The curdled hyperbole of Glyn Secker

One of the speakers at the Palestine Solidarity Campaign demo on 11 May was Glyn Secker, the secretary of Jewish Voice for Labour.

His speech has been widely condemned on social and other media (e.g. the Jewish Chronicle) for containing antisemitic tropes.

Superficially, there was nothing wrong with the main thrust of Secker′s speech — condemning the Jewish communal leadership for standing aside from the rise of the far right and the actions of the (hard-right) Israeli government (″When will they condemn the IDF slaughter of the unarmed at Gaza? When will they join the anti-fascist movement against Yaxley-Lennon aka Robinson?″)

Maybe it was that general message that the crowd heard when they applauded Secker. However, a closer reading of Secker′s speech is merited. Firstly, it was constructed around deliberate slippage. Secker said that the Zionist Federation as an entity ”embraces” the English Defence League. Not so! One very marginal individual in the Zionist Federation, Jonathan Hoffman and – at most – a handful of others, have linked up with the EDL: there is no evidence of a wider ″conspiracy″ between the two groups.

Secker′s speech displayed the standard Manichean world view of the kitsch left, on the conflict in Israel – Palestine as on other international issues. Here schematic connections are drawn between the (local) reactionary policies of the Israeli government, other events around the world, and global political trends (the shift to the right). In such a mindset, allegations of antisemitism in Labour have to be a right-wing conspiracy.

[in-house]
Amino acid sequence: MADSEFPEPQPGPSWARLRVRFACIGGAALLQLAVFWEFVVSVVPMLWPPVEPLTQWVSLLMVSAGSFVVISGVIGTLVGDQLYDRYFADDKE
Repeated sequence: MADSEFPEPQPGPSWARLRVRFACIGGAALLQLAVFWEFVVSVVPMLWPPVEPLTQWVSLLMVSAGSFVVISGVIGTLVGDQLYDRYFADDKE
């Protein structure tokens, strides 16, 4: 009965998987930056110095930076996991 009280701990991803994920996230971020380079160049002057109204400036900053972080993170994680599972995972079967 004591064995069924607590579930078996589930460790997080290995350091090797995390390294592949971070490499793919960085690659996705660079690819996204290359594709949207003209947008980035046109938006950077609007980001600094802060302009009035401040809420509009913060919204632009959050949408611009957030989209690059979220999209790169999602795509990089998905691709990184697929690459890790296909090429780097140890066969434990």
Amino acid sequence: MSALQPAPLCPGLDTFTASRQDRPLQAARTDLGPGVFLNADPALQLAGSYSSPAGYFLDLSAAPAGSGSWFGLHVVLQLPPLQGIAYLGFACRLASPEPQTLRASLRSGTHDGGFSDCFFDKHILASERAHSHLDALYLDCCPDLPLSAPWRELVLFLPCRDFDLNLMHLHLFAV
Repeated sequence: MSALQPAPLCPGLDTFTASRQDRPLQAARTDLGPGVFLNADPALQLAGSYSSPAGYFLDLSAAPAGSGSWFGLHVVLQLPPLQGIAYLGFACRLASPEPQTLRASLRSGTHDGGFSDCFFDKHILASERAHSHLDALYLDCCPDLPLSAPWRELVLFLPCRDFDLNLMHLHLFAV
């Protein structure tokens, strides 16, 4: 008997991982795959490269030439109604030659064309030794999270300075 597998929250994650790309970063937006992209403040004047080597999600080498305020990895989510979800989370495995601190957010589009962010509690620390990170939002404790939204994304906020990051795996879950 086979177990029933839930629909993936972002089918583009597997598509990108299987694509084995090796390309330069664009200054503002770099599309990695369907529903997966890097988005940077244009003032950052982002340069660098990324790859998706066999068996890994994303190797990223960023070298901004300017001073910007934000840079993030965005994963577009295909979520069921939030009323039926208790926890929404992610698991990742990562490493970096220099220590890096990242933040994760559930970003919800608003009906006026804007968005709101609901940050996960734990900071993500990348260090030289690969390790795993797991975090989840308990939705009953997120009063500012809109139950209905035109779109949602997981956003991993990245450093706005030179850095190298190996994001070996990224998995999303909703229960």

And so Secker′s observations were curdled with hyperbole, paranoia, lack of self-awareness and refusal to be affected by the evidence — in this case, of antisemitism in Labour.

In fact, Secker added to such evidence, saying Labour Friends of Israel were a ″fifth column″ in Labour! Does he not realise that phrase would be inescapably offensive to many Jewish people?

Such posturing is evidently much easier (and popular in PSC circles) than engaging with the increasing evidence of antisemitism from Labour members, going beyond the conspiracy theory and false flag posts being shared and liked on social media. Or empathising with someone like Luciana Berger, who experienced appalling antisemitism and was then accused of ″playing victim″ by Labour activists.

The most charitable thing that can be said of the milieu Secker moves in is that it is dangerously obtuse and crude in its political approach – just like his speech.

It should not be hard to critically assess evidence of antisemitism in and around Labour and the PSC, while at the same time criticising and opposing the actions of the Israeli government. But Secker didn’t even try.

  • This article also appears in the current issue of Solidarity

 

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